A realistic twodimensional model of Altair
Abstract
Context. Fast rotation is responsible for important changes in the structure and evolution of stars and the way we see them. Optical long baseline interferometry now allows for the study of its effects on the stellar surface, mainly gravity darkening and flattening.
Aims: We aim to determine the fundamental parameters of the fastrotating star Altair, in particular its evolutionary stage (represented here by the core hydrogen mass fraction X_{c}), mass, and differential rotation, using stateoftheart stellar interior and atmosphere models together with interferometric (ESOVLTI), spectroscopic, and asteroseismic observations.
Methods: We use ESTER twodimensional stellar models to produce the relevant surface parameters needed to create intensity maps from atmosphere models. Interferometric and spectroscopic observables are computed from these intensity maps and several stellar parameters are then adjusted using the publicly available MCMC algorithm Emcee.
Results: We determined Altair's equatorial radius to be R_{eq} = 2.008 ± 0.006 R_{⊙}, the position angle PA = 301.1 ± 0.3°, the inclination i = 50.7 ± 1.2°, and the equatorial angular velocity Ω = 0.74 ± 0.01 times the Keplerian angular velocity at equator. This angular velocity leads to a flattening of ɛ = 0.220 ± 0.003. We also deduce from the spectroscopically derived v sin i ≃ 243 km s^{1}, a true equatorial velocity of ∼314 km s^{1} corresponding to a rotation period of 7h46m (∼3 cycles/day). The data also impose a strong correlation between mass, metallicity, hydrogen abundance, and core evolution. Thanks to asteroseismic data, and provided our frequencies identification is correct, we constrain the mass of Altair to 1.86 ± 0.03 M_{⊙} and further deduce its metallicity Z = 0.019 and its core hydrogen mass fraction X_{c} = 0.71, assuming an initial solar hydrogen mass fraction X = 0.739. These values suggest that Altair is a young star ∼100 Myr old. Finally, the 2D ESTER model also gives the internal differential rotation of Altair, showing that its core rotates approximately 50% faster than the envelope, while the surface differential rotation does not exceed 6%.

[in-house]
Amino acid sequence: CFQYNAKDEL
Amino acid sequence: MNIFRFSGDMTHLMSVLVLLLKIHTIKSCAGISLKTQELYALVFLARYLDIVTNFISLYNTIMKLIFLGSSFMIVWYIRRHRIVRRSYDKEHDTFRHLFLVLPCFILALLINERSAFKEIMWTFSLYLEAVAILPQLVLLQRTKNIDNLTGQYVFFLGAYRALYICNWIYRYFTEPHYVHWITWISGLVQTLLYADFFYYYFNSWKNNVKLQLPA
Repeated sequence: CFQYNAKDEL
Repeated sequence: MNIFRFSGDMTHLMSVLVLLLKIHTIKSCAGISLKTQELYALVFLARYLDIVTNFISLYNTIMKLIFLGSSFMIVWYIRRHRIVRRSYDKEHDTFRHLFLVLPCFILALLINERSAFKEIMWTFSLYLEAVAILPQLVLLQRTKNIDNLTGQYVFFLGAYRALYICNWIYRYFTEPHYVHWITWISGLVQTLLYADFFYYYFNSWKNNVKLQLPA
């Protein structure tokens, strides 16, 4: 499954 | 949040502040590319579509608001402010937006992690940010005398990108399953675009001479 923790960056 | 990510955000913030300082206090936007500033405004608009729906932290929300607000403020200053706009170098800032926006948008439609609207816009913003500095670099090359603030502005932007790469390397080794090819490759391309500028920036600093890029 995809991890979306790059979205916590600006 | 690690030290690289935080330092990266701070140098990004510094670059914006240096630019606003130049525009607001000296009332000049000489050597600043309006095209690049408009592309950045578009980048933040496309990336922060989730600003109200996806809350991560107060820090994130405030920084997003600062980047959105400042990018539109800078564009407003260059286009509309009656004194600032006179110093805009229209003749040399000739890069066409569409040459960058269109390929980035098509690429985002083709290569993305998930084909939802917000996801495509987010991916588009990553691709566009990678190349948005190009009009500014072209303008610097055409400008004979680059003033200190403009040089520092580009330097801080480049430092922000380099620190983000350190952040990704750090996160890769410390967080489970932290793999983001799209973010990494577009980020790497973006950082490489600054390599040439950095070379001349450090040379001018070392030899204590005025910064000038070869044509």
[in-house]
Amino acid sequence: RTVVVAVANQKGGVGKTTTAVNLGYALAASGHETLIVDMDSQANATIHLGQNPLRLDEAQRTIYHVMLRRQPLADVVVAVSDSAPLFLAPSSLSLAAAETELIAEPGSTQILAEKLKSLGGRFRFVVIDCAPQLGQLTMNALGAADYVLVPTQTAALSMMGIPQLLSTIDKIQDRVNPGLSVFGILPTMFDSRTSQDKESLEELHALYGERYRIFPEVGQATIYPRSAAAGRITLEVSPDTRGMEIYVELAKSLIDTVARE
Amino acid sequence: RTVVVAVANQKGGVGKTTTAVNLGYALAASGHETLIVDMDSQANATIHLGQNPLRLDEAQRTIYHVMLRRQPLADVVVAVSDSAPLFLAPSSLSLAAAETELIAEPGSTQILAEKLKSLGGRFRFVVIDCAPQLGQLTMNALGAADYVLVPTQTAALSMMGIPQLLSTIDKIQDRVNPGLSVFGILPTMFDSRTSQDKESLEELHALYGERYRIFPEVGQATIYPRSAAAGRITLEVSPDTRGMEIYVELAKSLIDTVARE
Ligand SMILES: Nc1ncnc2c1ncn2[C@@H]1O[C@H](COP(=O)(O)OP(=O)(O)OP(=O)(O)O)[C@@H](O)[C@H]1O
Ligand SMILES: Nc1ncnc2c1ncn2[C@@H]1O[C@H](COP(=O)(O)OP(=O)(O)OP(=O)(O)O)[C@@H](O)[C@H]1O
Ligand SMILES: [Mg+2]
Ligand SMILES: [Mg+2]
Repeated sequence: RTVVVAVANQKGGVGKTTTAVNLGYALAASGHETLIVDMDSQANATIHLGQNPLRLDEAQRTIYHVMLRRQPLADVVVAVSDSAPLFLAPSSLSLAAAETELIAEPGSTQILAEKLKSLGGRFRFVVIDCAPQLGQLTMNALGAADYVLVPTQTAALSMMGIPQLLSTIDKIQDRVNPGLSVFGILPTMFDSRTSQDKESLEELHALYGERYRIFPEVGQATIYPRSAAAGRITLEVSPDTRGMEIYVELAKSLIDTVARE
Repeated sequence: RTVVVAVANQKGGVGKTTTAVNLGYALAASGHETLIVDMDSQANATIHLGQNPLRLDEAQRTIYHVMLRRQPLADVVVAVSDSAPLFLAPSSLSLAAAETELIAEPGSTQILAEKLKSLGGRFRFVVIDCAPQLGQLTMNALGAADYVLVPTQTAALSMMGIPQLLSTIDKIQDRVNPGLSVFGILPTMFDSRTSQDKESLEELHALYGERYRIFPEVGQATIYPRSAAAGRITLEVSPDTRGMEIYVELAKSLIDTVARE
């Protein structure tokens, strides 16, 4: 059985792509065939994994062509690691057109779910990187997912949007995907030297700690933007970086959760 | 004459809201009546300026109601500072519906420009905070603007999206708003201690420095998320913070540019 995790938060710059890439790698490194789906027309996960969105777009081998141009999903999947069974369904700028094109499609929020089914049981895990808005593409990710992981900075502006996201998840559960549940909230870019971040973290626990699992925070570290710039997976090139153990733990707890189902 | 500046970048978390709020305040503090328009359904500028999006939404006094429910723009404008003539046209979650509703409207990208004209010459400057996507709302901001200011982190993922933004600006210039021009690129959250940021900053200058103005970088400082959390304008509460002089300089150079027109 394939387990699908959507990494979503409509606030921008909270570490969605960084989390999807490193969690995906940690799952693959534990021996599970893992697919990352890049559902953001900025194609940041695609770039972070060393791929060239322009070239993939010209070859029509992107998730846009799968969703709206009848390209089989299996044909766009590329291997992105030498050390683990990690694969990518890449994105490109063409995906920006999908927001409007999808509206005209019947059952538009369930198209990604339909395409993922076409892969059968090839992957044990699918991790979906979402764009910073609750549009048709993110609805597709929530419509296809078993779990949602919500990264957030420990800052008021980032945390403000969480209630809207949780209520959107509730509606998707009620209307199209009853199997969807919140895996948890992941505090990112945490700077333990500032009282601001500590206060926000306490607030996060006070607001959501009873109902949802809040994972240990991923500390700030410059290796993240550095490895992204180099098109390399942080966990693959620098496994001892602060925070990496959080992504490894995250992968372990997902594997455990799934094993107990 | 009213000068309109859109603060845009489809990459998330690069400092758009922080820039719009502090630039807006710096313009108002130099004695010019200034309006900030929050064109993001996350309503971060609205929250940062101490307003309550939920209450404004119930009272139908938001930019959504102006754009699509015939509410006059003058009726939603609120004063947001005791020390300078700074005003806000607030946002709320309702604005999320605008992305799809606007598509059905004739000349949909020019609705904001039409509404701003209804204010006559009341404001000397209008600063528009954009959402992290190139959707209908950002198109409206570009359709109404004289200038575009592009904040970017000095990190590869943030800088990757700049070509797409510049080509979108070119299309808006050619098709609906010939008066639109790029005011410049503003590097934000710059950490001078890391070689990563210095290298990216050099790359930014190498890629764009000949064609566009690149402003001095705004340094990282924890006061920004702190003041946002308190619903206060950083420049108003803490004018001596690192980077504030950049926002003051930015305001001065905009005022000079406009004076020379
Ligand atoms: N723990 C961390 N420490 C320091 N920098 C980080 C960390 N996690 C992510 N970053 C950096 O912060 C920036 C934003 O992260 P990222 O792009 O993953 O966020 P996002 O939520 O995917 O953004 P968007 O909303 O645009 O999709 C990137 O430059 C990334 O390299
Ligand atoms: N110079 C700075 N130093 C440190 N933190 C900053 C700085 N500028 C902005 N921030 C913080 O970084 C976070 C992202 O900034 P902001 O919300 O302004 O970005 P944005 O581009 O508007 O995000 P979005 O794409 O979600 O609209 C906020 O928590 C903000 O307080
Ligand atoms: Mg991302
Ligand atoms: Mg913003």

Based on VLTI observations performed at ESO, Chile under programme IDs 60.A9164(A), 87.D0150(A), and 094.C0232(A).
 Publication:

Astronomy and Astrophysics
 Pub Date:
 January 2020
 DOI:
 10.1051/00046361/201936830
 arXiv:
 arXiv:1912.03138
 Bibcode:
 2020A&A...633A..78B
 Keywords:

 stars: individual: Altair;
 stars: interiors;
 stars: atmospheres;
 stars: rotation;
 stars: fundamental parameters;
 stars: oscillations;
 Astrophysics  Solar and Stellar Astrophysics
 EPrint:
 20 pages, 20 figures, accepted for publication in A&